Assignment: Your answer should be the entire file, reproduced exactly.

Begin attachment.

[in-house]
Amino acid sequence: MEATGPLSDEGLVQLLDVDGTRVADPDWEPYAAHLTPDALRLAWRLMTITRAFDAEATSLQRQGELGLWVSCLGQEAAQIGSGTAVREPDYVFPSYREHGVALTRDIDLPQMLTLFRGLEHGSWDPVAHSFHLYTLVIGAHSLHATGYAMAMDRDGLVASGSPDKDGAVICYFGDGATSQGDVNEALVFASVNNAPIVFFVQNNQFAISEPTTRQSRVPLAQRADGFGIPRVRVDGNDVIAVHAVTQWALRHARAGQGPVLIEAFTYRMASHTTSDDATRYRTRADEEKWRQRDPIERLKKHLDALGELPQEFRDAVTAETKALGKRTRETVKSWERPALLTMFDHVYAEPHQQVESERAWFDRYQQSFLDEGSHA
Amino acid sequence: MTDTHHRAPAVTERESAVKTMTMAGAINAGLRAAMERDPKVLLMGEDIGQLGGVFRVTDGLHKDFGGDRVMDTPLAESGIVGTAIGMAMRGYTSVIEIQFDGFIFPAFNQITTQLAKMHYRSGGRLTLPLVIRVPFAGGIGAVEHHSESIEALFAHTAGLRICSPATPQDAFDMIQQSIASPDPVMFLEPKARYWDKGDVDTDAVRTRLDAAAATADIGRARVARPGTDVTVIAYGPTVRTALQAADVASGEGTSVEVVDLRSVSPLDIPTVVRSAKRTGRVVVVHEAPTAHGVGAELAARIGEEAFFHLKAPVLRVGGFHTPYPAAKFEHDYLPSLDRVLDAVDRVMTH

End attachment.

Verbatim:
[in-house]
Amino acid sequence: MEATGPLSDEGLVQLLDVDGTRVADPDWEPYAAHLTPDALRLAWRLMTITRAFDAEATSLQRQGELGLWVSCLGQEAAQIGSGTAVREPDYVFPSYREHGVALTRDIDLPQMLTLFRGLEHGSWDPVAHSFHLYTLVIGAHSLHATGYAMAMDRDGLVASGSPDKDGAVICYFGDGATSQGDVNEALVFASVNNAPIVFFVQNNQFAISEPTTRQSRVPLAQRADGFGIPRVRVDGNDVIAVHAVTQWALRHARAGQGPVLIEAFTYRMASHTTSDDATRYRTRADEEKWRQRDPIERLKKHLDALGELPQEFRDAVTAETKALGKRTRETVKSWERPALLTMFDHVYAEPHQQVESERAWFDRYQQSFLDEGSHA
Amino acid sequence: MTDTHHRAPAVTERESAVKTMTMAGAINAGLRAAMERDPKVLLMGEDIGQLGGVFRVTDGLHKDFGGDRVMDTPLAESGIVGTAIGMAMRGYTSVIEIQFDGFIFPAFNQITTQLAKMHYRSGGRLTLPLVIRVPFAGGIGAVEHHSESIEALFAHTAGLRICSPATPQDAFDMIQQSIASPDPVMFLEPKARYWDKGDVDTDAVRTRLDAAAATADIGRARVARPGTDVTVIAYGPTVRTALQAADVASGEGTSVEVVDLRSVSPLDIPTVVRSAKRTGRVVVVHEAPTAHGVGAELAARIGEEAFFHLKAPVLRVGGFHTPYPAAKFEHDYLPSLDRVLDAVDRVMTH